Day 11- Level 3 NZ lockdown
Risk currency pairs ruled the roost for most of last week with the Australian Dollar, New Zealand Dollar and the Canadian Dollar all doing well against the major currencies, the big mover being the Aussie outperforming the Pound 3.0%. The US jobs report confirmed a terrible April for Job losses with a further 20.5M Americans filing for unemployment. The Unemployment rate has surged to WW2 high of 14.7%. The English Pound has recovered most of the March losses amid coronavirus infections, pivoting around the 1.25 area against the US Dollar. We do however see limited movement north in 2020 for the Pound as economic conditions worsen with covid-19 in the UK and Boris struggles to piece together post Brexit trade negotiations.
Day 11- Level 3 NZ lockdown.
Comparisons between economic reviews and macro themes from the beginning of this year to today’s releases are vastly different. Times of improving conditions and economic recovery have fast eroded in the current global landscape we are now part of. Monetary policies of world leading central bank countries have backtracked from solid economic indicators such as improving employment and inflation expectations to what we see today.
Coronavirus has indeed put up a massive roadblock up to any global momentum. Strategy of the RBNZ has been like all other central banks- bringing out all arsenal of extreme measures to combat the fallout of the virus with record fiscal stimulus and QE (quantitative easing) and much lower interest rates- New Zealand currently has the lowest cash rate on record at 0.25%.
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Day 8- Level 3 NZ lockdown.
Zero new cases of coronavirus were reported yesterday in New Zealand, the first time since the first reported case in the country on 28th February. Standard and Poor’s rating agency have rated NZ credit rating a AA suggesting a positive outlook based mainly off a strong fiscal position.
Day 2- Level 3 NZ lockdown.
A wave of optimism filled the air Monday with investors feeling comfortable around risk investments as countries around the world start to relax Covid-19 restrictions. The New Zealand Dollar has held its ground over the 0.60 mark, but the success story of late has been the Australian Dollar. The AUD has been the strongest performer not just over the past week but it has outperformed all its peers since April 6th and continues to be well supported. Coronavirus results have not only been extremely good (bit of luck perhaps) but Chinese data has also been favorable, boosting prospects of economic trade between the two countries. With supply chain disruption subsiding and a number of large companies back online things are starting to improve. Both NZ and Australia remain susceptible to mood changes and massive downturn in economic activity with huge monetary and fiscal stimulus still required to prop things up. But for now both the NZD and AUD are being driven higher.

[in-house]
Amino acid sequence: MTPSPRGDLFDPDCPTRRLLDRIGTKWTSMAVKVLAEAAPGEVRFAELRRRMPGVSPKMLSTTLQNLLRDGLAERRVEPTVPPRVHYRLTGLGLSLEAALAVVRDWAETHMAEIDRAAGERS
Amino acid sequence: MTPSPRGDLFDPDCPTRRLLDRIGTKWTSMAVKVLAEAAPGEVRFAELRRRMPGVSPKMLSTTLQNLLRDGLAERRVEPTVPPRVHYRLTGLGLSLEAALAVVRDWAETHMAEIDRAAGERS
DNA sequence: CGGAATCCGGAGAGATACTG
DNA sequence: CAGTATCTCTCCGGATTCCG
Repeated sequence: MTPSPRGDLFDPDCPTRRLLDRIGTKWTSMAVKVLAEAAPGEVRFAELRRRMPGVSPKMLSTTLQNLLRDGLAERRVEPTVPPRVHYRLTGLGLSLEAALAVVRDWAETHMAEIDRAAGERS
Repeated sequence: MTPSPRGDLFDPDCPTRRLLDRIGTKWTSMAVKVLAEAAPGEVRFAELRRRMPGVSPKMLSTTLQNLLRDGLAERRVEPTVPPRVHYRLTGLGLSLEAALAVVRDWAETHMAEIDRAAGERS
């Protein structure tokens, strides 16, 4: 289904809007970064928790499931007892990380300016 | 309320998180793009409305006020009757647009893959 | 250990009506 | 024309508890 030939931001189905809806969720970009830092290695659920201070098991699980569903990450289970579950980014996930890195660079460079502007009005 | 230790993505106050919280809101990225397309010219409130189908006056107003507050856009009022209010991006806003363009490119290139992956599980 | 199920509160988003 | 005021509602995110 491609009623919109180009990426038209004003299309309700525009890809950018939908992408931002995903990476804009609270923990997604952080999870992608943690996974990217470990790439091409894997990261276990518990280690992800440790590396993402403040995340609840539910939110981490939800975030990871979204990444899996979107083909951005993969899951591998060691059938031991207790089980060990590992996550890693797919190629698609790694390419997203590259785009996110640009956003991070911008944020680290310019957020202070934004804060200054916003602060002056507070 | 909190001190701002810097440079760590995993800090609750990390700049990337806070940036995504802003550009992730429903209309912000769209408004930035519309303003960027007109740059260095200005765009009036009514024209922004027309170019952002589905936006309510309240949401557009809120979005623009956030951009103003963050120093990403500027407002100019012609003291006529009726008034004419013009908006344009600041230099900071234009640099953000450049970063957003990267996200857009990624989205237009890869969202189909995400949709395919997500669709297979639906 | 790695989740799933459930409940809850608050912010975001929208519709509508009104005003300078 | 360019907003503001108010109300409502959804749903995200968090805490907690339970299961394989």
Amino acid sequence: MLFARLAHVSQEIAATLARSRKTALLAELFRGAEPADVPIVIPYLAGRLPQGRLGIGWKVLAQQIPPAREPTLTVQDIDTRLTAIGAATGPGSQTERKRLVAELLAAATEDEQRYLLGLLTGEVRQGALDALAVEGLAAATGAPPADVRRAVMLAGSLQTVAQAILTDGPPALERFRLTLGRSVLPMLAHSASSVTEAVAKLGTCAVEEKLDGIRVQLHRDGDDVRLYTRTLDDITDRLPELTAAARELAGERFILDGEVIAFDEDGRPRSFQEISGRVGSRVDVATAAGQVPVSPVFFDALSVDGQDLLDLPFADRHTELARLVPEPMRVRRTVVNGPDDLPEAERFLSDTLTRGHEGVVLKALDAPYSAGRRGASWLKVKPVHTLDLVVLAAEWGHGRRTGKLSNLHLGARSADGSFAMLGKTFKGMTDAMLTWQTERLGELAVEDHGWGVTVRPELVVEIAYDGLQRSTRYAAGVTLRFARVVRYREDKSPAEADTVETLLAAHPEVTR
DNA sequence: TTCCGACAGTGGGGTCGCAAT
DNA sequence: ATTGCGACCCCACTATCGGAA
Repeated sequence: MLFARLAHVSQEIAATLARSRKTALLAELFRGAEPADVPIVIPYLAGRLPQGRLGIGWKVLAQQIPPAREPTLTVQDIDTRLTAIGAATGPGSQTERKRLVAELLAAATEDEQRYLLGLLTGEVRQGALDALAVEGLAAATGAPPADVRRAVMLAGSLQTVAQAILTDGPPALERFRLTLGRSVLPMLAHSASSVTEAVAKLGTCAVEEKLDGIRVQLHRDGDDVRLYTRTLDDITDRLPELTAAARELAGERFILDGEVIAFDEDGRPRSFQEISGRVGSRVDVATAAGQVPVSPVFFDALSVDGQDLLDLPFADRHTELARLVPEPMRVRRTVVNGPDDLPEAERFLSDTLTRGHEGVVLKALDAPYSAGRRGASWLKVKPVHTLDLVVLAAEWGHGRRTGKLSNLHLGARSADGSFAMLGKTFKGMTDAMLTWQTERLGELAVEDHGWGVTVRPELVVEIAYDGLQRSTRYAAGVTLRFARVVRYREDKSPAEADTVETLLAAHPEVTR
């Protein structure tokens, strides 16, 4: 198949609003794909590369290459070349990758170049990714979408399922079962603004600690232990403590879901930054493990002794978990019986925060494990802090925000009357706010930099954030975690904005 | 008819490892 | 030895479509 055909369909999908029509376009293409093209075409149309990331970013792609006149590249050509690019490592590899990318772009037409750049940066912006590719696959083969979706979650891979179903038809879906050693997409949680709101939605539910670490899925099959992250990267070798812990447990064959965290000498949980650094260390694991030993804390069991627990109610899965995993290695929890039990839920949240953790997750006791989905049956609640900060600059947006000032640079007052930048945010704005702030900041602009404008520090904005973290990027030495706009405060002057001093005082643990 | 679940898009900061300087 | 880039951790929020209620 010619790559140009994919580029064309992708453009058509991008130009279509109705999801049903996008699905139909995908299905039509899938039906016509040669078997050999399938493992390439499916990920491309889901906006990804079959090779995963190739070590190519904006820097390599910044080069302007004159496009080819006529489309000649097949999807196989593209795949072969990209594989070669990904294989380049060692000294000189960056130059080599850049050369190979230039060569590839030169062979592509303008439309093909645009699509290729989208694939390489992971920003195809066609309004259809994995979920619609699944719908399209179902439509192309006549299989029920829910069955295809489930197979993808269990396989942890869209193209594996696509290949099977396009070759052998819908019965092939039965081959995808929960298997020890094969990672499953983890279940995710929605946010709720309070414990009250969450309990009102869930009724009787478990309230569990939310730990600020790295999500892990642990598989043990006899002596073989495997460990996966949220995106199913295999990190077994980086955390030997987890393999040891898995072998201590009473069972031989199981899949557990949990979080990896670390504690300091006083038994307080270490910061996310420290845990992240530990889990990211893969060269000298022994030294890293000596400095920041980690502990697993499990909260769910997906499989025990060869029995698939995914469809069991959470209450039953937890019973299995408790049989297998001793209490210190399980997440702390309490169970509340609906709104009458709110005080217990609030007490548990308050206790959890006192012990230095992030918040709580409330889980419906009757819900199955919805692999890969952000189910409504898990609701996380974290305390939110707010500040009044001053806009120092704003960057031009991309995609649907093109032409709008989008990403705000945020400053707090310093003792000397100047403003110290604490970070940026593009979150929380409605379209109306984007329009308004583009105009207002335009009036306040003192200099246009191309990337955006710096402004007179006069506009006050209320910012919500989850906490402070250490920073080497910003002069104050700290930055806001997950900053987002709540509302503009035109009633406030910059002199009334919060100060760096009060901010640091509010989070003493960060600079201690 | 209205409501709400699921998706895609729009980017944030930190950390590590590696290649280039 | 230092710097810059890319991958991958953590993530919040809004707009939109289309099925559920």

Day 26 of the official NZ lockdown.
As we end another week of lockdown it’s hard not to notice how subdued currencies have been. Sure we have had windows of volatility, even small flash moves no-one can explain but overall the main crosses have flatlined with not a whole lot economic activity. Even the USD/JPY has been stuck in the 107’s for the second week running. The price of Crude Oil has been the main talking point with price dropping way below zero, with one oil analyst saying- it’s now worth as much as a bucket of faeces. It stabalised into Friday with price back around a measly but welcomed 17.00 per barrel. This boosted stock prices as well and risk currencies with the kiwi operating around 0.6000 against the big dollar, but, most main currency pairs are trading without any real direction. The Aussie rose across the board as Retail Sales published a surprisingly decent figure (up 8.0%) but was quick to trim its gains. World central banks continue to offer unprecedented easing policies by dishing out massive amounts of cash to stimulate economies from worst case covid-19 related depression scenarios, the bank of Japan will meet again early next week to discuss further easing. On the whole we see another bout of risk-off market sentiment on the horizon amid the ongoing Covid-19 uncertainty heading into the weekend and into next week and expect currency risk related products to decline.
Day 26 of the official NZ lockdown.
NZ will ease level 4 Covid-19 restrictions the govt announced Monday. From 27th April NZ will reopen on Level 3 with many businesses able to re-open again although in a contactless manner. The big change will be with restaurants, and food operators who will be able to sell food via delivery service only. Around a third of these businesses nationwide will reopen. Workspaces will also be able to reopen but the government is asking that people who can work from home continue to do so. Non-essential travel and movement will remain the same with most people required to stay at home unless its approved style activity.